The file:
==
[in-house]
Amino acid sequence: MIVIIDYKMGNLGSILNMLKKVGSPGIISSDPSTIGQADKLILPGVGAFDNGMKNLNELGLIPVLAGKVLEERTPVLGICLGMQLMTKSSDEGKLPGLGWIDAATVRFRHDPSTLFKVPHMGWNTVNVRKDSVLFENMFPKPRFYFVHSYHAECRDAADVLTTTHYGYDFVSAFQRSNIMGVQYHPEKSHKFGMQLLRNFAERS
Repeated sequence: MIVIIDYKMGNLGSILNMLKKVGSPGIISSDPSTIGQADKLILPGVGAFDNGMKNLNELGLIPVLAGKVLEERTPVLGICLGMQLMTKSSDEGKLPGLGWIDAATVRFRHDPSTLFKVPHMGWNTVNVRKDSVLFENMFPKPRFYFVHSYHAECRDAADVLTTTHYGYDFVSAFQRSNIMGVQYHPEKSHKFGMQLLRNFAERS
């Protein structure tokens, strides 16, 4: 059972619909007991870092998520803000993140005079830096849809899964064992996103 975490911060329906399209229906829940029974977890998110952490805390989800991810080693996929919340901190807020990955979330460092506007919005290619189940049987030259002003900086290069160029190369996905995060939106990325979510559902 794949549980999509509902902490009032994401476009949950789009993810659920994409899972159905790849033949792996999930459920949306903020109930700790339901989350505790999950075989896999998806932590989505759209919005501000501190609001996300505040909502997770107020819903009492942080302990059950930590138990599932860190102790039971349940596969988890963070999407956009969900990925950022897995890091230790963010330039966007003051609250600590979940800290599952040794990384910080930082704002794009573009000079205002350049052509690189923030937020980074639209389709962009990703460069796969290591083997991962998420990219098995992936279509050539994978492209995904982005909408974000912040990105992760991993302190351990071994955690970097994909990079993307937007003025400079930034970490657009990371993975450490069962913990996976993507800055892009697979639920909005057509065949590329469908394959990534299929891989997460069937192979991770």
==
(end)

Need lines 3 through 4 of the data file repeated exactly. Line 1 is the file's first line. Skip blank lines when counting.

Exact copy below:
Repeated sequence: MIVIIDYKMGNLGSILNMLKKVGSPGIISSDPSTIGQADKLILPGVGAFDNGMKNLNELGLIPVLAGKVLEERTPVLGICLGMQLMTKSSDEGKLPGLGWIDAATVRFRHDPSTLFKVPHMGWNTVNVRKDSVLFENMFPKPRFYFVHSYHAECRDAADVLTTTHYGYDFVSAFQRSNIMGVQYHPEKSHKFGMQLLRNFAERS
């Protein structure tokens, strides 16, 4: 059972619909007991870092998520803000993140005079830096849809899964064992996103 975490911060329906399209229906829940029974977890998110952490805390989800991810080693996929919340901190807020990955979330460092506007919005290619189940049987030259002003900086290069160029190369996905995060939106990325979510559902 794949549980999509509902902490009032994401476009949950789009993810659920994409899972159905790849033949792996999930459920949306903020109930700790339901989350505790999950075989896999998806932590989505759209919005501000501190609001996300505040909502997770107020819903009492942080302990059950930590138990599932860190102790039971349940596969988890963070999407956009969900990925950022897995890091230790963010330039966007003051609250600590979940800290599952040794990384910080930082704002794009573009000079205002350049052509690189923030937020980074639209389709962009990703460069796969290591083997991962998420990219098995992936279509050539994978492209995904982005909408974000912040990105992760991993302190351990071994955690970097994909990079993307937007003025400079930034970490657009990371993975450490069962913990996976993507800055892009697979639920909005057509065949590329469908394959990534299929891989997460069937192979991770």